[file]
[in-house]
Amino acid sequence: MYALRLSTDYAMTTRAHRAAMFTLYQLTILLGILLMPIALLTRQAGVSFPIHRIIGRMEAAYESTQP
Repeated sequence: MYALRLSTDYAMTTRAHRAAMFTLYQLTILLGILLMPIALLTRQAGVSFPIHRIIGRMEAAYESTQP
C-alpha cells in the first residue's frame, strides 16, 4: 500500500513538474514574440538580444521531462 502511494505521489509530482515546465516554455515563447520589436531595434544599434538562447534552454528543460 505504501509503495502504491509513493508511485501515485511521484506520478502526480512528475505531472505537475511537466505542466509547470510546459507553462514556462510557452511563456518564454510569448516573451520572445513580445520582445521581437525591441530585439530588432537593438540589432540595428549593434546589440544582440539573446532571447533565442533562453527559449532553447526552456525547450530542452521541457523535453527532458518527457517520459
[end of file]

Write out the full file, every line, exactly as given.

[in-house]
Amino acid sequence: MYALRLSTDYAMTTRAHRAAMFTLYQLTILLGILLMPIALLTRQAGVSFPIHRIIGRMEAAYESTQP
Repeated sequence: MYALRLSTDYAMTTRAHRAAMFTLYQLTILLGILLMPIALLTRQAGVSFPIHRIIGRMEAAYESTQP
C-alpha cells in the first residue's frame, strides 16, 4: 500500500513538474514574440538580444521531462 502511494505521489509530482515546465516554455515563447520589436531595434544599434538562447534552454528543460 505504501509503495502504491509513493508511485501515485511521484506520478502526480512528475505531472505537475511537466505542466509547470510546459507553462514556462510557452511563456518564454510569448516573451520572445513580445520582445521581437525591441530585439530588432537593438540589432540595428549593434546589440544582440539573446532571447533565442533562453527559449532553447526552456525547450530542452521541457523535453527532458518527457517520459